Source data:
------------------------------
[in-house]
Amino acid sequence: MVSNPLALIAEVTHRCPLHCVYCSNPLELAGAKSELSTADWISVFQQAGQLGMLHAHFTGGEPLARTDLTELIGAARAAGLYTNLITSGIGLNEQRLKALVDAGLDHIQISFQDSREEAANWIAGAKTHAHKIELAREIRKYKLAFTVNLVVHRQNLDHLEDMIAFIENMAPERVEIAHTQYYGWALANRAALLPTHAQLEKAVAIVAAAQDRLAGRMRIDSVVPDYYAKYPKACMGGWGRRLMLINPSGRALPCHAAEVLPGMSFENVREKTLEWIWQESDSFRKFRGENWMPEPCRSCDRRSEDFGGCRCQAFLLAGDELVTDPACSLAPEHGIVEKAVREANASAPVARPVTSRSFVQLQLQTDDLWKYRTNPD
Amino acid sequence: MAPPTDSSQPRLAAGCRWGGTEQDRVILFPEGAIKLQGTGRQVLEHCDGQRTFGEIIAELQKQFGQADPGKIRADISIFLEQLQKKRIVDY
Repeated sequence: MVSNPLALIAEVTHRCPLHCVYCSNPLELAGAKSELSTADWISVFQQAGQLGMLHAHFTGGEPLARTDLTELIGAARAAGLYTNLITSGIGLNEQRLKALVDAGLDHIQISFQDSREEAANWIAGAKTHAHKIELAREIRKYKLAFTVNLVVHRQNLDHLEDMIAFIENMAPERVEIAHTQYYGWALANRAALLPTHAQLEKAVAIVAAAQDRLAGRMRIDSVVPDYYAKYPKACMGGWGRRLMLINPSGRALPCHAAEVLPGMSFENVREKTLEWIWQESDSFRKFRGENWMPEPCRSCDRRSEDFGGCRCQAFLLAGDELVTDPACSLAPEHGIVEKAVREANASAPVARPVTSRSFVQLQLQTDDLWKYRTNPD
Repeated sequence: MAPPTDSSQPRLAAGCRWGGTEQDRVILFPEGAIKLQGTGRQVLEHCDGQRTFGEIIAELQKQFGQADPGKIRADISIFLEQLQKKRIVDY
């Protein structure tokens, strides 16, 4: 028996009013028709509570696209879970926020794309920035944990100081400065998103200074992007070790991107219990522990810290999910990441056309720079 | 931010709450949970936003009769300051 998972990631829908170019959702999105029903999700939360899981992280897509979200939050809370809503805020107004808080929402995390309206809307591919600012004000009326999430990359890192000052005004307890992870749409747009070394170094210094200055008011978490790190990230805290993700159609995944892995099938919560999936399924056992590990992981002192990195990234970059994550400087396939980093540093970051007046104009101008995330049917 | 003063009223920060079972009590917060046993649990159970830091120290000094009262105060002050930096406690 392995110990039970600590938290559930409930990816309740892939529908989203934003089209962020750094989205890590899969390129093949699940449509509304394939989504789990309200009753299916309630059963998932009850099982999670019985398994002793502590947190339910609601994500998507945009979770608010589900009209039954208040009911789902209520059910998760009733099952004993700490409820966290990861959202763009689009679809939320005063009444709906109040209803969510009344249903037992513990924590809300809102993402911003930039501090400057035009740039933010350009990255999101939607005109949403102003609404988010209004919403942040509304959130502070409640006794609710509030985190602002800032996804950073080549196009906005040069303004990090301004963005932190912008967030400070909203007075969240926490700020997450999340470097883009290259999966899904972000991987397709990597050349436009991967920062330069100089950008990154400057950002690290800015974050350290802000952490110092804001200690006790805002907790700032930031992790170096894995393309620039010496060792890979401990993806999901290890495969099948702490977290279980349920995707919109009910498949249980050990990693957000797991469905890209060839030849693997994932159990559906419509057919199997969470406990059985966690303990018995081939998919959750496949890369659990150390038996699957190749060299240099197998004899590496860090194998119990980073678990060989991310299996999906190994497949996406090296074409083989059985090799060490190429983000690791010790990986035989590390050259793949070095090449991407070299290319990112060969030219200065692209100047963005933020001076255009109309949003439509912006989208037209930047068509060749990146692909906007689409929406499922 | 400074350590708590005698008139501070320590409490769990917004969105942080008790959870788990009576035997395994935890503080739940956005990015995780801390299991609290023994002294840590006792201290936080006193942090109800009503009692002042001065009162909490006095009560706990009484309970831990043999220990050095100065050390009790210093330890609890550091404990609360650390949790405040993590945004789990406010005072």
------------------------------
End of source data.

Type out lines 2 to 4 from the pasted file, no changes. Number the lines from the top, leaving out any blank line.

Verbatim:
Amino acid sequence: MVSNPLALIAEVTHRCPLHCVYCSNPLELAGAKSELSTADWISVFQQAGQLGMLHAHFTGGEPLARTDLTELIGAARAAGLYTNLITSGIGLNEQRLKALVDAGLDHIQISFQDSREEAANWIAGAKTHAHKIELAREIRKYKLAFTVNLVVHRQNLDHLEDMIAFIENMAPERVEIAHTQYYGWALANRAALLPTHAQLEKAVAIVAAAQDRLAGRMRIDSVVPDYYAKYPKACMGGWGRRLMLINPSGRALPCHAAEVLPGMSFENVREKTLEWIWQESDSFRKFRGENWMPEPCRSCDRRSEDFGGCRCQAFLLAGDELVTDPACSLAPEHGIVEKAVREANASAPVARPVTSRSFVQLQLQTDDLWKYRTNPD
Amino acid sequence: MAPPTDSSQPRLAAGCRWGGTEQDRVILFPEGAIKLQGTGRQVLEHCDGQRTFGEIIAELQKQFGQADPGKIRADISIFLEQLQKKRIVDY
Repeated sequence: MVSNPLALIAEVTHRCPLHCVYCSNPLELAGAKSELSTADWISVFQQAGQLGMLHAHFTGGEPLARTDLTELIGAARAAGLYTNLITSGIGLNEQRLKALVDAGLDHIQISFQDSREEAANWIAGAKTHAHKIELAREIRKYKLAFTVNLVVHRQNLDHLEDMIAFIENMAPERVEIAHTQYYGWALANRAALLPTHAQLEKAVAIVAAAQDRLAGRMRIDSVVPDYYAKYPKACMGGWGRRLMLINPSGRALPCHAAEVLPGMSFENVREKTLEWIWQESDSFRKFRGENWMPEPCRSCDRRSEDFGGCRCQAFLLAGDELVTDPACSLAPEHGIVEKAVREANASAPVARPVTSRSFVQLQLQTDDLWKYRTNPD